Astragal

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Diagram of an astragalus as part of a Ionic order column

An astragal is a moulding profile composed of a half-round surface surrounded by two flat planes (fillets). An astragal is sometimes referred to as a miniature torus. It can be an architectural element used at the top or base of a column, but is also employed as a framing device on furniture and woodwork.

The word "astragal" comes from the Greek and Latin for "vertebra," and the original astragals used in architecture were made in a beaded design, thereby resembling a vertebra.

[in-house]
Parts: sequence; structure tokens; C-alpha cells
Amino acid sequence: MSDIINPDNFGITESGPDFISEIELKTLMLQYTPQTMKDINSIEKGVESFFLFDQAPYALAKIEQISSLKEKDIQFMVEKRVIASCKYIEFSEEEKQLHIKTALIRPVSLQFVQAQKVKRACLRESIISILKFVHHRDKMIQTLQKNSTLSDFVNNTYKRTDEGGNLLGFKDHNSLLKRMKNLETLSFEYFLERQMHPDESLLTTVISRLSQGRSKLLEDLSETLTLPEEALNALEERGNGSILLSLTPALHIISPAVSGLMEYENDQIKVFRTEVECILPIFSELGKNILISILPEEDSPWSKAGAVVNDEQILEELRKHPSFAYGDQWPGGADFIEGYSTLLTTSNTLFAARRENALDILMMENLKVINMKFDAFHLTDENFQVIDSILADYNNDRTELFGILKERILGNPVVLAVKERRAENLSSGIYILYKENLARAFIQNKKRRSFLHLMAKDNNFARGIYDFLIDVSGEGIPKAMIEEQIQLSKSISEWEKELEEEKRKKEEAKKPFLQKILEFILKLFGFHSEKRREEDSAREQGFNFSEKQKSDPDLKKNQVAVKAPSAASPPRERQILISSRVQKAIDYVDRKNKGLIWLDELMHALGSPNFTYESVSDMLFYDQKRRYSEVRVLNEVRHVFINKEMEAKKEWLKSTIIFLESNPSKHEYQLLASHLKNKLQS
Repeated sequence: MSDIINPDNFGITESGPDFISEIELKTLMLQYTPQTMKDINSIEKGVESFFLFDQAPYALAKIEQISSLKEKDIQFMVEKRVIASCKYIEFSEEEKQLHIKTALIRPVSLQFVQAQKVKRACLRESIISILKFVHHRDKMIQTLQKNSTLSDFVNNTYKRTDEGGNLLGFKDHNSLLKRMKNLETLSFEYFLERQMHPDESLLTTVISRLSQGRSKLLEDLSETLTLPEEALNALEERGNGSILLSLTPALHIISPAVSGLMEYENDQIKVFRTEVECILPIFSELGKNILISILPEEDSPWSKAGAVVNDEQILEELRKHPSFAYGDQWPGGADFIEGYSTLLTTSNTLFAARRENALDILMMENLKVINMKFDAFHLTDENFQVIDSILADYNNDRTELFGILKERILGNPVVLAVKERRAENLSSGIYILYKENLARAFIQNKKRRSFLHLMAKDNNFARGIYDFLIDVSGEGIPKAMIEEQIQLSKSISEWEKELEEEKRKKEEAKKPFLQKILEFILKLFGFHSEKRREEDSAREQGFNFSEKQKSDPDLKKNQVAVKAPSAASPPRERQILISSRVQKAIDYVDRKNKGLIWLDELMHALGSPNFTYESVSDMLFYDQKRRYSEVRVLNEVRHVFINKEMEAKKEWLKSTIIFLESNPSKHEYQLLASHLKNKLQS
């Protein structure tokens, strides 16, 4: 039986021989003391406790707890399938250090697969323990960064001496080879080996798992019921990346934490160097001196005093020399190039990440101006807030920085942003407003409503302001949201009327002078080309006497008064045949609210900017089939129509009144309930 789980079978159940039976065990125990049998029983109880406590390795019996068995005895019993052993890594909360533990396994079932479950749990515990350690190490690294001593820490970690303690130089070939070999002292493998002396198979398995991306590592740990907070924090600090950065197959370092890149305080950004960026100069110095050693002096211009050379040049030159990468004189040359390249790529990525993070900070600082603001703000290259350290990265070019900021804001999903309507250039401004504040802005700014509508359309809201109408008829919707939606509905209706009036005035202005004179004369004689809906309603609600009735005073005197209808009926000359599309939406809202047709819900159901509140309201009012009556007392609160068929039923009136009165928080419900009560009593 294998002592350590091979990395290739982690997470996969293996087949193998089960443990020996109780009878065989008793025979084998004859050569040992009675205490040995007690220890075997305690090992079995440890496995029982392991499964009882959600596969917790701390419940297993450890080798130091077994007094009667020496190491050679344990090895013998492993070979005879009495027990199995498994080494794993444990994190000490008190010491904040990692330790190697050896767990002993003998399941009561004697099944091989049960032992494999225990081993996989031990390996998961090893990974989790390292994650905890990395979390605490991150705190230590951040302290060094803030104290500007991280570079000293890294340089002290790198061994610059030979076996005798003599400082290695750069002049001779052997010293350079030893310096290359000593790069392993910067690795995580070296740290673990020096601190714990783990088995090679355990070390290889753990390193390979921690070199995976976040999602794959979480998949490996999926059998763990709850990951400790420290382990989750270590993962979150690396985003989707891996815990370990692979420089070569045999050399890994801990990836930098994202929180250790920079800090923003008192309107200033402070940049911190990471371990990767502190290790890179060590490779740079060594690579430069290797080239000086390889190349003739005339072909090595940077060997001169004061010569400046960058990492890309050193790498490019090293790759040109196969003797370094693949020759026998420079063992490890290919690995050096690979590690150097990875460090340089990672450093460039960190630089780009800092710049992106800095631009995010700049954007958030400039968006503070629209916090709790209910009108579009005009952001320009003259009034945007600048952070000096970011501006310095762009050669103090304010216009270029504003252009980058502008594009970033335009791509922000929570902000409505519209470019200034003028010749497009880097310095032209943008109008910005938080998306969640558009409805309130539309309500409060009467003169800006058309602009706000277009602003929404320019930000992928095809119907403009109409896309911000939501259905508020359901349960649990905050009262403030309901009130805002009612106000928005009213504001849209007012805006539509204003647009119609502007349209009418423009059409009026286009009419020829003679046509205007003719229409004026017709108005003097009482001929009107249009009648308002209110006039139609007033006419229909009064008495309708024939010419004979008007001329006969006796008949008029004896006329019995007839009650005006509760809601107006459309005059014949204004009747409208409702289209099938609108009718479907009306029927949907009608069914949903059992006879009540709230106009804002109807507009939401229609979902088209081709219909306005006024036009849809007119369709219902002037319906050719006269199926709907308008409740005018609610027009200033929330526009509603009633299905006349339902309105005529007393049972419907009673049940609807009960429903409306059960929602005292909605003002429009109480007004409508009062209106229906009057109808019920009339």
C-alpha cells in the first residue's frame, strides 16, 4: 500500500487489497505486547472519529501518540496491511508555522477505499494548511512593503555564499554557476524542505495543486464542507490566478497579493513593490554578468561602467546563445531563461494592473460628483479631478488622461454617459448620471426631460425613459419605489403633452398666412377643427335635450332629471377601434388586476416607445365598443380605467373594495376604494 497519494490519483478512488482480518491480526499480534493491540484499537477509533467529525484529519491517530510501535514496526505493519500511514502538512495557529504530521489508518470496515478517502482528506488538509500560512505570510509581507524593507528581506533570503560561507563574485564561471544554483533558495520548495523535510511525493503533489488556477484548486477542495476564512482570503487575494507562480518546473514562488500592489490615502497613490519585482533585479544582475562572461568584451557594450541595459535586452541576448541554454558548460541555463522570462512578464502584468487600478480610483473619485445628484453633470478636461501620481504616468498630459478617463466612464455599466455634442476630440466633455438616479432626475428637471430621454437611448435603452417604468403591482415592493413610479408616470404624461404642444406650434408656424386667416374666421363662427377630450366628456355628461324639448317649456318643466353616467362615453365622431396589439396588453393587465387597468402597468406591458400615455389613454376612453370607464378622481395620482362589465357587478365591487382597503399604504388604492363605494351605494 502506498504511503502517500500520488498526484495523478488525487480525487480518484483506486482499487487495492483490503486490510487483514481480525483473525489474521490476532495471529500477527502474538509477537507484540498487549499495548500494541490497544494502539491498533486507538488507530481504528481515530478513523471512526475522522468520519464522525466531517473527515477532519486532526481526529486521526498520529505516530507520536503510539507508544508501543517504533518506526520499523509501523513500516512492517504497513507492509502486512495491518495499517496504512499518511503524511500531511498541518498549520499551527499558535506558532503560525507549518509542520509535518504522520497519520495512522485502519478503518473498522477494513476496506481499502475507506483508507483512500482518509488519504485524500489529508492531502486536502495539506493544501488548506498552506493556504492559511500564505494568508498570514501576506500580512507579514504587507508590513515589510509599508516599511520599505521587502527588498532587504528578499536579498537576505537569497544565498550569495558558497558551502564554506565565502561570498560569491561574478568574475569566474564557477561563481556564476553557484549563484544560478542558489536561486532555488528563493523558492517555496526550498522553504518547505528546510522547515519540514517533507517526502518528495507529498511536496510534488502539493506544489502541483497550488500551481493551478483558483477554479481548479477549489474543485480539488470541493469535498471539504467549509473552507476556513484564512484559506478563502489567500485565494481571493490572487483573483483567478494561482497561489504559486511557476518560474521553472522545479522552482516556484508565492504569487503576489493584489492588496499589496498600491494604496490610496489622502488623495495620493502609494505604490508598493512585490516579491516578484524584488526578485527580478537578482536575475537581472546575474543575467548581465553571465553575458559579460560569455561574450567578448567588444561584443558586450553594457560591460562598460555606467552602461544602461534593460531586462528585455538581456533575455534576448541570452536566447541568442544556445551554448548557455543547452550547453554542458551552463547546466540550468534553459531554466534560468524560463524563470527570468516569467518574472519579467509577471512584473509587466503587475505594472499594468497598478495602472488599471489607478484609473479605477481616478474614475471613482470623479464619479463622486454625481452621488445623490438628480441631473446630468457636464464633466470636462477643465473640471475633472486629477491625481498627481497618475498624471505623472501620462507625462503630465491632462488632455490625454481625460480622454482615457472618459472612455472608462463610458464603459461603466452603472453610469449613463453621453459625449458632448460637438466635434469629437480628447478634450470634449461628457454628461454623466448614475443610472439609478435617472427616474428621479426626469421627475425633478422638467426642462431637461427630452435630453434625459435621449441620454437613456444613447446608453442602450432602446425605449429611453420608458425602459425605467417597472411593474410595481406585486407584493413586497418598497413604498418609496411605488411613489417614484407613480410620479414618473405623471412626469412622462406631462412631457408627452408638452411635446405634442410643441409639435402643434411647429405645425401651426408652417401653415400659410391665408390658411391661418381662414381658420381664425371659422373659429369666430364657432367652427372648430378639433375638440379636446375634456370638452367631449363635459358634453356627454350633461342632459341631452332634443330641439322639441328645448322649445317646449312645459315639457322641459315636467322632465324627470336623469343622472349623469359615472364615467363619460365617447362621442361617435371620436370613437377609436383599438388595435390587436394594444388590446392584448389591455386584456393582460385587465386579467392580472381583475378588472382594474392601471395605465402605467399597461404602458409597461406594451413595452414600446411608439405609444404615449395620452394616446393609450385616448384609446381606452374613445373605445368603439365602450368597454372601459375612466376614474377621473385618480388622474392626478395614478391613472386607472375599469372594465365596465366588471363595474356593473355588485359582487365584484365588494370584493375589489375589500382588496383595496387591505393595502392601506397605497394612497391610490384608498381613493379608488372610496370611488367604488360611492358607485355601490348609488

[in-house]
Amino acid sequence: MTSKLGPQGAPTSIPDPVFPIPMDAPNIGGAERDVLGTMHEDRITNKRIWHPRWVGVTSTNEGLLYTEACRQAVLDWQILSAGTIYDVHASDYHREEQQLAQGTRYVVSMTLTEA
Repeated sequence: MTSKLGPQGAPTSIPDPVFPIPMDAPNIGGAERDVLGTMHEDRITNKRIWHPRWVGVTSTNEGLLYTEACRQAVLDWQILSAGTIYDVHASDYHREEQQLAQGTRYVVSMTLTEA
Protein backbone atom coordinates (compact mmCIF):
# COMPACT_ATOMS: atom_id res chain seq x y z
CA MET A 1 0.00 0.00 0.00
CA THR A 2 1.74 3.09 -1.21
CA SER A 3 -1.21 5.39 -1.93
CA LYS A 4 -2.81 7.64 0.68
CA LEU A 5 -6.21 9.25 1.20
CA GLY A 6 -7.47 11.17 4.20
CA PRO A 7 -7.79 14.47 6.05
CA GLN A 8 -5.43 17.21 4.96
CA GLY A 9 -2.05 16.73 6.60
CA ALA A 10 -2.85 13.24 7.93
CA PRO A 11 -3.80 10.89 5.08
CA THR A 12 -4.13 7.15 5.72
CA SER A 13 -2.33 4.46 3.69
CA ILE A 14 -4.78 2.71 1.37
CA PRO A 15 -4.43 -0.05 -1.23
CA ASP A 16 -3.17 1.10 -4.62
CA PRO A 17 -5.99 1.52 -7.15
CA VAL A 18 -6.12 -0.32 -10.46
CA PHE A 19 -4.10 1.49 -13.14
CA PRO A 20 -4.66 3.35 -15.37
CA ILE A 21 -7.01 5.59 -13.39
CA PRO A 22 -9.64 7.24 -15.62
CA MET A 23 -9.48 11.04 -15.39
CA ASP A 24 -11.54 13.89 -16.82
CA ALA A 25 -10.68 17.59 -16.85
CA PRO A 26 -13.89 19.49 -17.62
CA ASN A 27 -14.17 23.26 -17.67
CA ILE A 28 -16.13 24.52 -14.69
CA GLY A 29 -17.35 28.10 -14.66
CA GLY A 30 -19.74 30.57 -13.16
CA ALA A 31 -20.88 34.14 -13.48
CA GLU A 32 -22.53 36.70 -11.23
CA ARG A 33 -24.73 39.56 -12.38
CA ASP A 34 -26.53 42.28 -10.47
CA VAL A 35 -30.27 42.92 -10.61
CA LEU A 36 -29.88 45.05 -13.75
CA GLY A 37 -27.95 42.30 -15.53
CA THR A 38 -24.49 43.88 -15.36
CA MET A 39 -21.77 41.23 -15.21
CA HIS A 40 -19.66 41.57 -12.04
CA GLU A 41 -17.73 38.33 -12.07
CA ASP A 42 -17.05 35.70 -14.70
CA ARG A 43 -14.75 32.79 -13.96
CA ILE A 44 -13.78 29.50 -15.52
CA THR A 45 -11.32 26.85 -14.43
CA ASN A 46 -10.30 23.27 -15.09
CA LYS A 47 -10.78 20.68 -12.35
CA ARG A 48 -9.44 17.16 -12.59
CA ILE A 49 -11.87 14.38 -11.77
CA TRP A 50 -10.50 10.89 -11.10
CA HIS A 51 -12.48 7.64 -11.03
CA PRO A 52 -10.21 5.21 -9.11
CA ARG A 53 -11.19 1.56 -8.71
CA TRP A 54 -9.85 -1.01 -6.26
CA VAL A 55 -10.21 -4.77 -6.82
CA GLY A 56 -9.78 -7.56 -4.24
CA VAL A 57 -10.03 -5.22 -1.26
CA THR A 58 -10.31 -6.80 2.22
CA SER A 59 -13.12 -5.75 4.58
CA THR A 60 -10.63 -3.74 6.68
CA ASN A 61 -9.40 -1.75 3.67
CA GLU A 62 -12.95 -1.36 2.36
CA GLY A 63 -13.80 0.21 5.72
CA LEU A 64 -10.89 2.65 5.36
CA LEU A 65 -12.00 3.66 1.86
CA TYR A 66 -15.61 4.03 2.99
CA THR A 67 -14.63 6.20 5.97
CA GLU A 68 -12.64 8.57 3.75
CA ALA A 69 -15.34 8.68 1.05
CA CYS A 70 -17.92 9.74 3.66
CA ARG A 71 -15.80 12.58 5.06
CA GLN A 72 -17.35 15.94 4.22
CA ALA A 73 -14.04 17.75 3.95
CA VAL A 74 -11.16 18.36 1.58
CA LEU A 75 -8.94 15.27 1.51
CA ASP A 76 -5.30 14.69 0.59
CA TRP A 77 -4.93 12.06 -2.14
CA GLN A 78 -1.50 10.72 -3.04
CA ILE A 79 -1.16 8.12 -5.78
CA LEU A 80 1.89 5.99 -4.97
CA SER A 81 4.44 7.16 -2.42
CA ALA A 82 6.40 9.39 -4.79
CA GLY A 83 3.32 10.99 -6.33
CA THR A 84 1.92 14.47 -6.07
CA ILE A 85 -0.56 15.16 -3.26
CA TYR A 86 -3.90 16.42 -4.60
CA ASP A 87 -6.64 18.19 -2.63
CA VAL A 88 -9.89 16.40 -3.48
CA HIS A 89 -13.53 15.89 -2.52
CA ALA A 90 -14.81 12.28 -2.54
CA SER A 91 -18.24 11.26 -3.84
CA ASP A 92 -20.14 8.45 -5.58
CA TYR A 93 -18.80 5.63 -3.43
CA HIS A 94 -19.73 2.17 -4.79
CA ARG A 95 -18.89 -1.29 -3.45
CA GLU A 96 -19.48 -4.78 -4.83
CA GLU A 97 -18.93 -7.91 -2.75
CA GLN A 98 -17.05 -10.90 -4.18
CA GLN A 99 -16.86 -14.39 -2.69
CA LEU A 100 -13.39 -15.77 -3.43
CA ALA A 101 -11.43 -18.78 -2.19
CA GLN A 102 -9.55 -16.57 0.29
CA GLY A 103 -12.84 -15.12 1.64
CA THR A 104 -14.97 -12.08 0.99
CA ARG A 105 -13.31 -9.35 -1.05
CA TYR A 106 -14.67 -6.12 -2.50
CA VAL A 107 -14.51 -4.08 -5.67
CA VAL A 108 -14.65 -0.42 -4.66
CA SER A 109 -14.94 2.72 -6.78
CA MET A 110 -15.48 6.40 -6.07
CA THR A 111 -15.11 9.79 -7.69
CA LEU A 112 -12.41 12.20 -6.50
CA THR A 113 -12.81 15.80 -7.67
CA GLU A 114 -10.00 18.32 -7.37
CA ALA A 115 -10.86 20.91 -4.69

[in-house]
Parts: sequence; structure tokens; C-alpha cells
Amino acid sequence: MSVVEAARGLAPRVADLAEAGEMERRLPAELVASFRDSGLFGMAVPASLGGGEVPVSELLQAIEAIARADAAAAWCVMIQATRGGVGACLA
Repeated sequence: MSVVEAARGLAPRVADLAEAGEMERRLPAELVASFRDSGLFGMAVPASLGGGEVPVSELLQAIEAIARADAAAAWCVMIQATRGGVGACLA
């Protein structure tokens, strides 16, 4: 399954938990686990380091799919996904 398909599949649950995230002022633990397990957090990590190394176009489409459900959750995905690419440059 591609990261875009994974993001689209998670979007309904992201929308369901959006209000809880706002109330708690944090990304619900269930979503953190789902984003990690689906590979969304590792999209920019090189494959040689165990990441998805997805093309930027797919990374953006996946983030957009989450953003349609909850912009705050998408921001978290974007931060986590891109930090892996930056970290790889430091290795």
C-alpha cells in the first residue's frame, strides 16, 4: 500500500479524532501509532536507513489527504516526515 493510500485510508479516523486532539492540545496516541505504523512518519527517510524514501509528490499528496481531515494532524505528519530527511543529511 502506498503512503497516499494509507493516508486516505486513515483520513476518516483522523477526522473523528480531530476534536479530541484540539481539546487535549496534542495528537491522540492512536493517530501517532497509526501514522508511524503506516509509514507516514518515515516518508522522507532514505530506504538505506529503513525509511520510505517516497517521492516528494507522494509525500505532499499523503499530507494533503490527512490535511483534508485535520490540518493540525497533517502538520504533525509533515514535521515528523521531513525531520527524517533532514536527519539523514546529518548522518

On doors[edit]

An astragal is commonly used to seal between a pair of doors. The astragal closes the clearance gap created by bevels on one or both mating doors, and helps deaden sound. The vertical member (molding) attaches to a stile on one of a pair of either sliding or swinging doors, against which the other door seals when closed. Exterior astragals are kerfed for weatherstripping.

An astragal may also be known as a “meeting stile seal”. It is sometimes confused with the wooden trim that divides the panes of a multi-light window or door, known as a muntin.

References[edit]

External links[edit]

Wikisource-logo.svg Chisholm, Hugh, ed. (1911). "Astragal". Encyclopædia Britannica. 2 (11th ed.). Cambridge University Press. p. 794.